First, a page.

Memorandum from the Foreign and Commonwealth
A REPORT ON
Since our last report to the Foreign Affairs
Committee the Middle East region has continued to suffer from
acts of violence and terrorism. Since the start of the intifada
at the end of September 2000 nearly 700 Palestinians and nearly
200 Israelis have been killed. The most horrific single incident
was the suicide bombing of a popular pizza parlour in Jerusalem
on 9 August which killed 15 Israelis. As Ben Bradshaw said in
his statement after this attack: "There have been too many
funerals. It is time for Israelis and Palestinians to call a halt
to the bloodshed, and to make a positive choice for peace".
The Israeli sense of insecurity has been reinforced
by continued frequent drive-by shootings, sniping and mortar attacks
on Jewish settlements. We condemn such violence by the Palestinians.
Equally, however, we condemn Israeli use, in response, of excessive
and disproportionate force, including the use of tanks, helicopter
gunships and naval bombardments of Palestinian areas. These have
inevitably led to many civilian deaths and injuries. We have urged
both sides to show restraint.
The Israel Defence Force (IDF) has also reoccupied
Palestinian-controlled territory and demolished housing, olive
trees and police posts which they claim were being used by the
perpetrators of Palestinian attacks on the IDF or Israeli civilians.
The Israeli Government has continued the practice of extra-judicial
killings, which we consider to be illegal under international
law. The imposition of restrictions on the movement of goods and
people (the closures) and the destruction of Palestinian property
and agricultural land have contributed to Palestinians' sense
of frustration and hopelessness. These measures have caused widespread
deprivation; they have undermined the provision of health, welfare
and education services and have also obstructed humanitarian assistance.
We have frequently urged the Israelis to lift these restrictions
and end the destruction of Palestinian property.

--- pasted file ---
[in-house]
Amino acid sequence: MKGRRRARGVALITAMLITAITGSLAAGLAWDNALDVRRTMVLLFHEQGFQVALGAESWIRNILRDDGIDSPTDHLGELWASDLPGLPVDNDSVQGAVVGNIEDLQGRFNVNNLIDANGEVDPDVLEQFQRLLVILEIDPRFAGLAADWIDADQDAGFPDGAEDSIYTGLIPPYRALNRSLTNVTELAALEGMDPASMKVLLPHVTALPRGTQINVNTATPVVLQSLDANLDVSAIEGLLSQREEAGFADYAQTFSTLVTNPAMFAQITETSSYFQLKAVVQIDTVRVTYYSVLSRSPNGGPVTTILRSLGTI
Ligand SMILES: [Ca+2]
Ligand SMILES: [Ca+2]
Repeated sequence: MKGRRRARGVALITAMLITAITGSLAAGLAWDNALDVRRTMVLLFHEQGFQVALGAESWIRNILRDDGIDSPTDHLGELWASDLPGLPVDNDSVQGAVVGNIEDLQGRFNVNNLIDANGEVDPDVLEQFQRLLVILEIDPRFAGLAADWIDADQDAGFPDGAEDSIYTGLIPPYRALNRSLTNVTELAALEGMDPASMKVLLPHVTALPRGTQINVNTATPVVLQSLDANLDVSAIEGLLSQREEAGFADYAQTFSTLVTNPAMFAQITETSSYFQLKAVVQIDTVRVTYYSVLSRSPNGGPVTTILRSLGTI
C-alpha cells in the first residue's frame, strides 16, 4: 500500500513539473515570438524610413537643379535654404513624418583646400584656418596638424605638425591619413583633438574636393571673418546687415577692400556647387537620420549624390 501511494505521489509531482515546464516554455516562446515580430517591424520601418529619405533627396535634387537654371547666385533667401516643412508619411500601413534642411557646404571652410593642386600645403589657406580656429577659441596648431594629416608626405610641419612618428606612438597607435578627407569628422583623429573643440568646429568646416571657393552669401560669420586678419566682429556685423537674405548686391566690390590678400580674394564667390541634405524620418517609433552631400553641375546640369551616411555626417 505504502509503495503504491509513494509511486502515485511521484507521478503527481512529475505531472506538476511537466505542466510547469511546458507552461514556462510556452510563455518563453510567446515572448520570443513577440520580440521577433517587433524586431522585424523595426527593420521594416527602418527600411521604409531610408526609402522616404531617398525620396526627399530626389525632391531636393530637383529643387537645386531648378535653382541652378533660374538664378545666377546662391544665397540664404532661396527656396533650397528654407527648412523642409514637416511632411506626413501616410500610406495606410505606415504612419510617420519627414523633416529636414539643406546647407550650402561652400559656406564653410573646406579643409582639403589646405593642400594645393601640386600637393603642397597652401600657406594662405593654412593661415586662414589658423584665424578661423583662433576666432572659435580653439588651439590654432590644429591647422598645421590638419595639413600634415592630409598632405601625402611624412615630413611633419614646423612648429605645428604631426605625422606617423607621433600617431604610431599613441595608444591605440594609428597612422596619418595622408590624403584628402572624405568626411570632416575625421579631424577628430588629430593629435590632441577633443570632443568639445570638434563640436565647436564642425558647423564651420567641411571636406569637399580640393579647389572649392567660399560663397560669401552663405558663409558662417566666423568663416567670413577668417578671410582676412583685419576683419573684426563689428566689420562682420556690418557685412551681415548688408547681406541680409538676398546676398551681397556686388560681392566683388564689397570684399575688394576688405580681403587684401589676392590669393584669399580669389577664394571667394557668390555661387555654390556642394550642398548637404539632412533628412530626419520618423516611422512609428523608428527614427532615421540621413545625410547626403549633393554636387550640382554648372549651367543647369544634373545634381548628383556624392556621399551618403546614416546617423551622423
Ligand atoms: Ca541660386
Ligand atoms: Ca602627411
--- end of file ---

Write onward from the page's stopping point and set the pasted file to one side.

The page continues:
Our diplomatic activity, like that of our EU
partners and the US, is focused on the early and full implementation
of the recommendations of the Sharm El Sheikh or Mitchell Committee.
We believe that the Committee's report, which was published on
21 May, offers the only route back to permanent status negotiations.
Its publication was followed by the negotiation of the Tenet Accords,
concluded on 13 June, which committed both Israelis and Palestinians
to implement a security work plan to enforce the declared ceasefire.
The announcement of and commitment to declared ceasefires and
the meeting between Peres and Arafat on 26 September, raised hopes
that the Tenet Accords and the Mitchell recommendations might
be implemented. However, because of the recent escalation in violence,
the ceasefire and the process of direct talks are under severe
Since the beginning of October at least six
Israelis have been killed. We condemn the murder of Israelis by
Palestinians. The Palestinian Authority must do more to prevent
such acts and to punish those responsible. The death of at least
20 Palestinians in the same period as a result of IDF fire reinforces
the need for Israel to act with restraint. As the Secretary of
State said in the House on 4 October, Israel's response to these
appalling acts should be "neither excessive nor disproportionate".
We call on both sides to redouble their efforts to enforce the
ceasefire, implemented confidence building measures and resume
The terrorist attacks in the US on 11 September
have underlined the need to reinvigorate the Middle East Peace
Process (MEPP). There is and can be no excuse for terrorism, which
must be rooted out. This means not only taking security measures,
but also seeking to reduce the tensions which terrorists exploit.
Israeli-Palestinian violence is unacceptable, not only for the
deaths and injuries that it causes, but also because it encourages
the despair, anger and frustration which terrorists can exploit.
So it is vital, both in the context of our efforts
to combat terrorism and the interests of the Israeli and Palestinian
people, that we try even harder to promote a negotiated settlement
based on UN Security Council Resolutions 242 and 338 which recognises
the legitimate aspirations of the Palestinian people and brings
Israel and security within recognised borders.
We are active in the search for a peaceful resolution
in the Middle East and are determined to maintain our engagement.
The Prime Minister, the Secretary of State, Mr Bradshaw and Lord
Levy have all been engaged on the MEPP, through meetings in London,
telephone conversations or travel to the region. The Secretary
of State's visit to Jordan, Iran, Israel, the Palestinian Authority
and Egypt between 24 and 27 September was followed by a further
round of consultations by Lord Levy. The Prime Minister visited
Cairo on 11 October. We have worked closely with our EU partners,
the United States, Russia, the United Nations and the countries
of the region to help create the conditions for peace. We will
continue to do so. We support the strenuous and effective efforts
of the EU High Representative, Javier Solana. The EU, through
his efforts and those of EU Ministers, has become a valued and
welcome partner to both sides.
Foreign and Commonwealth Office